Unfortunately for the parties, they will have to brief this matter further. The court had requested supplemental briefs on all of the issues raised under Texas law, but allowed only five pages for the parties to do this. Cindy's Candle suggested in its supplemental brief that circumstances were such that the parties intended to insert limiting language, and that, moreover, such insertions are necessary to avoid violating Texas and Illinois franchise laws. Given that the prior agreements did not have arbitration clauses, and that the March, 1986 agreement granted a license to only one store, these arguments could have merit. The parties will thus have one last opportunity to address the arbitration issue.

 Before sending the parties to do more research on Texas law, the court will address two other questions relating to Article XXII. Cindy's Candle suggests first that the parties did not agree to submit claims of the type which Cindy's Candle has brought before this court, and directs the court to Article XXII's phrase "except as to monies owed." Cindy's Candle suggests that all of its claims concern monies owed, as it seeks money damages in each count of its Amended Complaint. This argument assumes that a request for money damages is a request for monies owed. It is not. Damages are "the estimated reparation in money for detriment or injury sustained: compensation or satisfaction imposed by law for a wrong or injury caused by violation of a legal right." Monies owed, by contrast, are amounts which one "is under an obligation to pay or repay in return for something received" or "is indebted in the sum of." Webster's Third New International Dictionary (1966). Damages do not become "monies owed" until a court reduces them to judgment -- that is, declares them "owing." Under these common definitions, Cindy's Candle's claims for damages are not demands for "monies owed."

 Cindy's Candle's second argument is that under federal law, its antitrust claims cannot be arbitrated notwithstanding the parties' agreement to arbitrate. This was formerly the law in this Circuit, under cases such as University Life Ins. Co. of America v. Unimarc, Ltd., 699 F.2d 846 (7th Cir. 1983). There Judge Posner, writing for the court, noted that antitrust disputes "are considered to be at once too difficult to be decided competently by arbitrators . . . and too important to be decided otherwise than by competent tribunals." The Judge declared further that the "root" of this principle "is in the same soil as the principle . . . that federal antitrust suits may not be brought in state courts." Id. at 851.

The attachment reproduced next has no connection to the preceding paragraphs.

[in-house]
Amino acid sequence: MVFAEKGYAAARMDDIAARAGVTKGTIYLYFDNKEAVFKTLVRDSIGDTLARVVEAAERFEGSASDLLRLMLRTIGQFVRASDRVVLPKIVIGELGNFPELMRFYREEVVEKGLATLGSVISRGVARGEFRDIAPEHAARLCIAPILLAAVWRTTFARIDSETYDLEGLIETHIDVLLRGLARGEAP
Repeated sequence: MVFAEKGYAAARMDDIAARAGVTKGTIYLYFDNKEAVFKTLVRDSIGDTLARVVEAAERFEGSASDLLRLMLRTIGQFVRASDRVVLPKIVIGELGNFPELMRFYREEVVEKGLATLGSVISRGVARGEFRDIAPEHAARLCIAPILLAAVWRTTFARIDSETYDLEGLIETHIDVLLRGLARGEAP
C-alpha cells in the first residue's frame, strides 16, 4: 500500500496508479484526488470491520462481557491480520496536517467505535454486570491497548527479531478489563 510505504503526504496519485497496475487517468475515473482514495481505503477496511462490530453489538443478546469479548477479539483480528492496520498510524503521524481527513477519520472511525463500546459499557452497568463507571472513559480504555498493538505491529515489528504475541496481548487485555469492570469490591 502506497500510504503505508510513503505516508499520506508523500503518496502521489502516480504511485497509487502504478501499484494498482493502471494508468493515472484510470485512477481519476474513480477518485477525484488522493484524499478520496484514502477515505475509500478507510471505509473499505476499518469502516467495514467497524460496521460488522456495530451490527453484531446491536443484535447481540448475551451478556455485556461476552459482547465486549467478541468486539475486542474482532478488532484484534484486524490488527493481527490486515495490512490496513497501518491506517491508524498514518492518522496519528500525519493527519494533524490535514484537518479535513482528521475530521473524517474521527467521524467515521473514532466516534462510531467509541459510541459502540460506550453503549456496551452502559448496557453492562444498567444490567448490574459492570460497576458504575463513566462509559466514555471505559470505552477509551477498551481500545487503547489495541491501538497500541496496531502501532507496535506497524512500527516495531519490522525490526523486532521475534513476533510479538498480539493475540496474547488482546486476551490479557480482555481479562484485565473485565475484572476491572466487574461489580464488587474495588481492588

Apparently the Seventh Circuit has since discovered that the soil which nourished the principle of non-arbitrability of antitrust claims no longer supports the number of doctrines which it once declared grew there. In dicta in Kowalski v. Chicago Tribune Co., 854 F.2d 168, 173 (7th Cir. 1988), Judge Posner girdled the tree which he had fertilized in University Life, stating that "it seems unlikely" after Shearson/American Express Inc. v. McMahon, 482 U.S. 220, 107 S. Ct. 2332, 96 L. Ed. 2d 185 (1987), that domestic antitrust claims could continue to be non-arbitrable. In light of the aspersions cast upon the non-arbitrability doctrine in Mitsubishi Motors v. Soler Chrysler-Plymouth, 473 U.S. 614, 632-36, 87 L. Ed. 2d 444, 105 S. Ct. 3346, (1985), this court will adopt the Seventh Circuit's suggestion in Kowalski, and not withhold Cindy's Candle's antitrust claims from the arbitrators on grounds of federal law.

 In summary, the court requests further briefing on whether, under Texas contract law, Article XXII's language covering "any and all disputes" and "any claims" covers disputes arising under the parties' previous agreements, in light of the surrounding circumstances and pertinent rules of construction. The clerk will set an appropriate briefing schedule. Cindy's Candle will have the first word.

 DATE: June 14, 1989


© 1992-2004 VersusLaw Inc.

Buy This Entire Record For $7.95

Official citation and/or docket number and footnotes (if any) for this case available with purchase.

Learn more about what you receive with purchase of this case.